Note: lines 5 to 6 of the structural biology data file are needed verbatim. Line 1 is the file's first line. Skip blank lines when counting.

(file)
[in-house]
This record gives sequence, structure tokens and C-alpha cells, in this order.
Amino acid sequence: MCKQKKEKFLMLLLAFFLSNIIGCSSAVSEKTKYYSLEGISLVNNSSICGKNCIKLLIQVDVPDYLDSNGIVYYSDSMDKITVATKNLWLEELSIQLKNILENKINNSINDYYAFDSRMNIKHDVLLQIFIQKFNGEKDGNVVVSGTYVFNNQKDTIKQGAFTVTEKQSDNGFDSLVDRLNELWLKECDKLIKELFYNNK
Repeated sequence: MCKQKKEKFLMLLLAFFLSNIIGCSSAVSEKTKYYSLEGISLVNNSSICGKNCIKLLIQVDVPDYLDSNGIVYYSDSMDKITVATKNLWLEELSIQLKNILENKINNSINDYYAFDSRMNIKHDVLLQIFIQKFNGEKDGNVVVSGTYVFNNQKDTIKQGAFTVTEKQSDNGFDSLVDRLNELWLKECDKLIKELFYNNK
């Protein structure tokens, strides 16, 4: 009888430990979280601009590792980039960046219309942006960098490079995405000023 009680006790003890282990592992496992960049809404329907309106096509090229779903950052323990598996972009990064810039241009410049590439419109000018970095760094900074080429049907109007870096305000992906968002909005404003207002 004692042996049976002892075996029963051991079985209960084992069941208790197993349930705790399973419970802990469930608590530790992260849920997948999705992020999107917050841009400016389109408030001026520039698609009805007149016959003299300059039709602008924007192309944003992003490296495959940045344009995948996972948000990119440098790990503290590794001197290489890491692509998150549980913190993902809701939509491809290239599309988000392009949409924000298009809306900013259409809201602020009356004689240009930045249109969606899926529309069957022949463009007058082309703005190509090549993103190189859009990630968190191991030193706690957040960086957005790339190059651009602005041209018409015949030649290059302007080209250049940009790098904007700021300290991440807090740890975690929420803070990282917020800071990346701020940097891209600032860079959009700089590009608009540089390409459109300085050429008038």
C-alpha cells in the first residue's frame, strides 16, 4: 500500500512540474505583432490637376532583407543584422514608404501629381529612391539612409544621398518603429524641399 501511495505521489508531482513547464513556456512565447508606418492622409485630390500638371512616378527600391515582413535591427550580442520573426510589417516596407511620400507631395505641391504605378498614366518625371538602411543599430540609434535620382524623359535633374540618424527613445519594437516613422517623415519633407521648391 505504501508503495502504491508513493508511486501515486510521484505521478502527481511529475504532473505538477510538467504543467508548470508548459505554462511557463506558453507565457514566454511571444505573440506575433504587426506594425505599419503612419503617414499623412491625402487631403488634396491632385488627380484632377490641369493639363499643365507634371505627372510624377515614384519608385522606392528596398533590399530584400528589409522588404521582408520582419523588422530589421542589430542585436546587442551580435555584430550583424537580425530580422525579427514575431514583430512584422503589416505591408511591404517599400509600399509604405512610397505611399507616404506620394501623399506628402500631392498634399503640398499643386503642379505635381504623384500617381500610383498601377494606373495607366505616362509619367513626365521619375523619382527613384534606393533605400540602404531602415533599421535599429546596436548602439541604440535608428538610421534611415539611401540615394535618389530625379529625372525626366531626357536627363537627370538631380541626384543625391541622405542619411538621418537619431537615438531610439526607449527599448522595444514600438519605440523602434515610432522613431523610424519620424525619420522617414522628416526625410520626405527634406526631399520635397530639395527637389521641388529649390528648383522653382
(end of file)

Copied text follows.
């Protein structure tokens, strides 16, 4: 009888430990979280601009590792980039960046219309942006960098490079995405000023 009680006790003890282990592992496992960049809404329907309106096509090229779903950052323990598996972009990064810039241009410049590439419109000018970095760094900074080429049907109007870096305000992906968002909005404003207002 004692042996049976002892075996029963051991079985209960084992069941208790197993349930705790399973419970802990469930608590530790992260849920997948999705992020999107917050841009400016389109408030001026520039698609009805007149016959003299300059039709602008924007192309944003992003490296495959940045344009995948996972948000990119440098790990503290590794001197290489890491692509998150549980913190993902809701939509491809290239599309988000392009949409924000298009809306900013259409809201602020009356004689240009930045249109969606899926529309069957022949463009007058082309703005190509090549993103190189859009990630968190191991030193706690957040960086957005790339190059651009602005041209018409015949030649290059302007080209250049940009790098904007700021300290991440807090740890975690929420803070990282917020800071990346701020940097891209600032860079959009700089590009608009540089390409459109300085050429008038």
C-alpha cells in the first residue's frame, strides 16, 4: 500500500512540474505583432490637376532583407543584422514608404501629381529612391539612409544621398518603429524641399 501511495505521489508531482513547464513556456512565447508606418492622409485630390500638371512616378527600391515582413535591427550580442520573426510589417516596407511620400507631395505641391504605378498614366518625371538602411543599430540609434535620382524623359535633374540618424527613445519594437516613422517623415519633407521648391 505504501508503495502504491508513493508511486501515486510521484505521478502527481511529475504532473505538477510538467504543467508548470508548459505554462511557463506558453507565457514566454511571444505573440506575433504587426506594425505599419503612419503617414499623412491625402487631403488634396491632385488627380484632377490641369493639363499643365507634371505627372510624377515614384519608385522606392528596398533590399530584400528589409522588404521582408520582419523588422530589421542589430542585436546587442551580435555584430550583424537580425530580422525579427514575431514583430512584422503589416505591408511591404517599400509600399509604405512610397505611399507616404506620394501623399506628402500631392498634399503640398499643386503642379505635381504623384500617381500610383498601377494606373495607366505616362509619367513626365521619375523619382527613384534606393533605400540602404531602415533599421535599429546596436548602439541604440535608428538610421534611415539611401540615394535618389530625379529625372525626366531626357536627363537627370538631380541626384543625391541622405542619411538621418537619431537615438531610439526607449527599448522595444514600438519605440523602434515610432522613431523610424519620424525619420522617414522628416526625410520626405527634406526631399520635397530639395527637389521641388529649390528648383522653382